(You get free rein in the rest of the house, so don’t begrudge him his space. Besides, that way you don’t have to have his sports trophies in the den.)
Q: Do you have any ideas for including kids in renovation projects?
A: Our four-footed canine daughter doesn’t like whenever we renovate/make changes around the house – she always runs and hides under the bed. We tried to get her opinion on paint color, but she wouldn’t tell us. With actual two-footed children who can respond, ask their opinions, and depending on their age, give them something to do (that doesn’t require scary power tools) so they’ll feel part of the process too.
Q: Your book includes wonderful scriptural references at the completion of many of the chapters. What role should faith take in tackling projects around the house?
A: Prayer is essential. Daily. To help you get through the stress and strain of renovation. And it helps to keep in mind the big picture.
There’s that old saying “Home is where the heart is.” Your family is your heart and your home, given to you by God. And they’re more important than any house. I especially love the proverb (24:3): “By wisdom a house is built, and through understanding it is established.”
Q: What’s your favorite story shared in the book?
A: That’s a tough one. It’s a toss-up between my Wisconsin cousin racing to the bathroom and in her hurry not realizing the carpenter was framing the window until she looked up and saw this big smile on his face.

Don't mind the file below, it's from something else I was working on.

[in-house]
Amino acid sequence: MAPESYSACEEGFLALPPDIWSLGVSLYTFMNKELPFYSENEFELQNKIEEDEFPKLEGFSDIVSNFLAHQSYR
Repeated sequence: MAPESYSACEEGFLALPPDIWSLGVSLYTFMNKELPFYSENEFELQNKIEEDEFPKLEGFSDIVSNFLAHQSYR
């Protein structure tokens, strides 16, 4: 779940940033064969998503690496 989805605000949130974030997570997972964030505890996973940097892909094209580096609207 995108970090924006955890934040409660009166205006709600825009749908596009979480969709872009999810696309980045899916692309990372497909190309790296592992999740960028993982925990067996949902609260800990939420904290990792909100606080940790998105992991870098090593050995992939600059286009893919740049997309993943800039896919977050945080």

Luckily, she had on an oversized sweatshirt, so she figured she’d just pull her shirt down over her knees and back out the door. Once out of his line of vision, she pulled her pants up and her shirt down. Then she looked up and there in the bedroom window was another carpenter with a grin on his face. He thought she was mooning him! (I told her that gives new meaning to worker’s compensation.)
The other story is of my friends Bill and Andrea. Andrea had a hard time choosing a paint color for their dining room. She thought she wanted green and selected her paint chip, then bought a quart of paint and painted a small section. Of course, the color was never exactly the same as the chip, but she kept trying. Green after green after green. Then after visiting a friend’s house who had a pretty taupe (dark tan for you
guys) color, she tried a couple variations of that. When Bill got home that night, he took one look at the tan-and-green camouflage wall and shouted “Get down!” then he made the sound of a machine gun firing.
Q: Laura, thank you again for your time and participation in this interview. Could you say a word or two about your previous and future writing projects? Are there any additional thoughts or comments you’d like to share with our readers?
A: I’ve written a total of ten non-fiction books so far, but the one closest to my heart is Thanks for the Mammogram: Fighting Cancer with Faith, Hope, & a Healthy Dose of Laughter. Another one that was fun to write and came out this year is Girl Time: A Celebration of Chick Flicks, Bad H Thanks so much for the interview! The last bit of advice I want to share is: couples should never Eair Days & Good Friends. What I’m most excited about, however, is that my first NOVEL will be coming out in Spring 2005! It’s called Dreaming in Black & White and is in the funny ‘chick-lit’ genre. (Like Bridget Jones’s Diary, only if Bridget went to church. One last bit of advice, couples should NE)VER wallpaper together! (Talk about a straight shot to divorce court.)
Lisa M. Hendey is a mother of two sons, webmaster of numerous web sites, including and http://www.christiancoloring.com, and an avid reader of Catholic literature. Visit her at http://www.lisahendey.com for more information.